Finally, our colleges and universities can provide the outreach, research, and intellectual capital necessary to inform our national policy making. During a time of relative peace and prosperity, perhaps we could afford to place political spin above complex policy development. But it may be time to wrest the political discussion away from those pundits who handicap politics like a horse race, and return the debate to more reasoned public analysis. In the present environment, there is a clear need for thoughtful, well-researched, seriously debated policy and scientific consideration. What are the lessons of our Middle East policy to date? What are the consequences of creating military coalitions with repressive states? How do we conduct a war against a movement rather than a country? How do we create meaningful civil defense? What would a modern day Marshall Plan look like, and could it possibly work? What methods do we have to combat bioterrorism? What vaccinations can we develop quickly, and how can we best distribute those we have? What are the ethical considerations in the distribution of vaccines and other counter-terror measures?
In addition to providing intellectual expertise on these questions, higher education has a strong tradition of outreach and exchange that can aid in furthering international understanding. From the Fulbright scholars program to junior year abroad schemes to foreign exchange programs, we invite students and faculty alike to engage on a personal level with the culture and academic world of other nations. These programs need to be supported and expanded; we should not succumb to a natural inclination toward isolation that the current climate could breed.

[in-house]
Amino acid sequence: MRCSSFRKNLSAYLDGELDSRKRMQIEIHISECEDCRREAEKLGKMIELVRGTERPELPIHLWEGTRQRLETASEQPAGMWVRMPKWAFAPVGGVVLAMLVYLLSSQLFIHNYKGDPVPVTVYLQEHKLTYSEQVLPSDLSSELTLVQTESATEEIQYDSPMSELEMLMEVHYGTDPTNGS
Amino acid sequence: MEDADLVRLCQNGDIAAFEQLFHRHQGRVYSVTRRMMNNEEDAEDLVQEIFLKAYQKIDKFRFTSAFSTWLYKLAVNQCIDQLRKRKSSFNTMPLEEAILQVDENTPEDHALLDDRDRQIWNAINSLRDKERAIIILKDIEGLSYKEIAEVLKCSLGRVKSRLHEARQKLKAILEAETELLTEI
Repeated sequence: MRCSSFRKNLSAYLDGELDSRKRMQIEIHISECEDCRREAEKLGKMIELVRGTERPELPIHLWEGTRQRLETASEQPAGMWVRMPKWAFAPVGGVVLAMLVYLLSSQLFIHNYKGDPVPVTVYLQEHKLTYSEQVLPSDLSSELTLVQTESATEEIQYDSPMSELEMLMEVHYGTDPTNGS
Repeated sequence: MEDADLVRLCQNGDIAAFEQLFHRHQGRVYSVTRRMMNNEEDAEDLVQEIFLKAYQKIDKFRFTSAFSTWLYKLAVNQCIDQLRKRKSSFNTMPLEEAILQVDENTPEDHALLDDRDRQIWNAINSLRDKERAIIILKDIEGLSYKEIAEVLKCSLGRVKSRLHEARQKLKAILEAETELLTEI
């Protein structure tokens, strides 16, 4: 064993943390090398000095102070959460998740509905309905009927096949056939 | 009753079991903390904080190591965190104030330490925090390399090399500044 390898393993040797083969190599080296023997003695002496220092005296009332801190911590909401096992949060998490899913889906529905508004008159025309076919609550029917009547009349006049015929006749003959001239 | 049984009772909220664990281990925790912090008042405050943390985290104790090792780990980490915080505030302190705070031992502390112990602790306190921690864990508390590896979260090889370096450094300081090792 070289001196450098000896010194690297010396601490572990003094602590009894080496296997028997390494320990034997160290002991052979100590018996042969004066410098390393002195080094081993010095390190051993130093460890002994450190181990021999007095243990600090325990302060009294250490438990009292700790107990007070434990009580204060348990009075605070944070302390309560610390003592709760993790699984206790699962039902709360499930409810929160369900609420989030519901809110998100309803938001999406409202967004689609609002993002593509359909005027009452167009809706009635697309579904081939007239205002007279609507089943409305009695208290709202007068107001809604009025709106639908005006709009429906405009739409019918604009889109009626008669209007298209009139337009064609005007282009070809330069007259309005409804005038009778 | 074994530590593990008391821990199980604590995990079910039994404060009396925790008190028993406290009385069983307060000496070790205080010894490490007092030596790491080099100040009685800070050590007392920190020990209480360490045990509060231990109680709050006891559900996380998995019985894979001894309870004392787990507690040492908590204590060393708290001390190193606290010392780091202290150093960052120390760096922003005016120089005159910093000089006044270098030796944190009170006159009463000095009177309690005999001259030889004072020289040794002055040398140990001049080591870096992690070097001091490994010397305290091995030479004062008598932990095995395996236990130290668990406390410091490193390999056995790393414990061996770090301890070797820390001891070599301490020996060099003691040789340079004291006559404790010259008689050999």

A responsive campus
In talking to colleagues since September 11, I sense that we all feel the need to ensure our colleges and universities are responding appropriately to the new environment. One colleague told me that she firmly believed the best place at this time for any young person is on a college campus, and she was doing all she could to make that campus responsive. Another colleague, in response to a university-sponsored community forum on the present environment, stated simply, "This is why the academy exists."
If the challenges were relatively straightforward and the answers clear, if the problems were short term and the solutions swift, then higher education would be of limited value. Speed and clarity are not our most apparent assets. But if what is needed is the honest wrestling with an array of ideas, the aggressive research and analysis of solutions both scientific and diplomatic, the willingness to understand a diversity of cultures and backgrounds, the engagement of the entire community in the issues facing the nation, and the support of a generation of students, then surely liberal education has something to offer.
David Held argues that "democracy is a remarkably difficult form of government to create and sustain." Liberal education has played and will continue to play an important role in sustaining our democratic form of government.
Mary Marcy is co-director and senior administrator for the Project on the Future of Higher Education at Antioch University. E-mail: email@example.com.